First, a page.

Origin-to-insertion distances of the two distal segments decreased significantly after RSA at the 15 degree position (p ≤ 0.005) and of most distal segment only at the 30 degree position (p = 0.003). No difference in length was seen for the other positions (Figure 4).
Figure 4. Origin-to-Insertion distance for all segments of subscapularis and teres minor before and after RSA.
In the postoperative group, significantly bigger negative values for abduction/adduction (x-axis) moment arm could be seen (p ≤ 0.0005), indicating a higher potential of generating an adduction force (Figure 5). Contrary to the postoperative group, positive values for one or two cranial segments could be seen at the 45 and 60 degree position in pre-operative shoulders indicating an abductive potential of these segments.
Figure 5. Moment Arms for Abduction/Adduction, Rotation and Flexion/Extension for all three segments of teres minor before and after RSA.
While no difference was seen for rotational moment arms at the 15 degree position, values were significantly smaller with increasing abduction angle in the postoperative group (p ≤ 0.05).
Small negative values for flexion/extension moment arm could be seen, with no statistical differences between the two groups.
Origin to insertion distance was significantly smaller for all segments at 15 and 30 degrees abduction (p ≤ 0.005). The overall differences ranged from 7 to 20 mm. At 45 degrees this differences could only be observed for the two distal segments. At 60 degrees abduction no difference in muscle length was determined (Figure 4).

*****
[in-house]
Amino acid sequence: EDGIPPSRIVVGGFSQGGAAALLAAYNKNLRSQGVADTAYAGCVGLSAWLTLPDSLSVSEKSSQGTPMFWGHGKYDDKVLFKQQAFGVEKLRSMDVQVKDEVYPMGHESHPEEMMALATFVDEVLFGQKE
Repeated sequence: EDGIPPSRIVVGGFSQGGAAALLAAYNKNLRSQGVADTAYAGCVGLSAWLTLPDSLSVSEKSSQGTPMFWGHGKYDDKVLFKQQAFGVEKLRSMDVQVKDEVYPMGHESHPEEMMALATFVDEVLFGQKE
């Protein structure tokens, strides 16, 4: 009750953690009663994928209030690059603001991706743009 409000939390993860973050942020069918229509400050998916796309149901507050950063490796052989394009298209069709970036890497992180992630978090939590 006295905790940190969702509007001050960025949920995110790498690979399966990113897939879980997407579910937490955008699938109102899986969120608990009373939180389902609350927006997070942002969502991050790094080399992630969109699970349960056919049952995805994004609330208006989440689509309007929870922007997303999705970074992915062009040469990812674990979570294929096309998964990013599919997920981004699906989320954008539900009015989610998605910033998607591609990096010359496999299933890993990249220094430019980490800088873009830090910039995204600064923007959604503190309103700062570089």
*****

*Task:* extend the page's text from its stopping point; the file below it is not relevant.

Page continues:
This study aimed to analyse moment arms and origin-to-insertion distance of the subscapularis and teres minor before and after reverse shoulder arthroplasty using a combined in-vitro/in-silico approach. Even though the functionally deficient infraspinatus may contribute to a loss of external rotation, the aim of this study was to investigate the effect RSA has on the intact muscles and their capability to perform rotational movements. Therefore the function of the infraspinatus was not specifically analysed in this study. This is the first study to characterise these properties after RSA. Knowledge of the functional properties of these muscles is of enormous importance for clinical practice and possible further improvement on prosthesis design or surgical technique.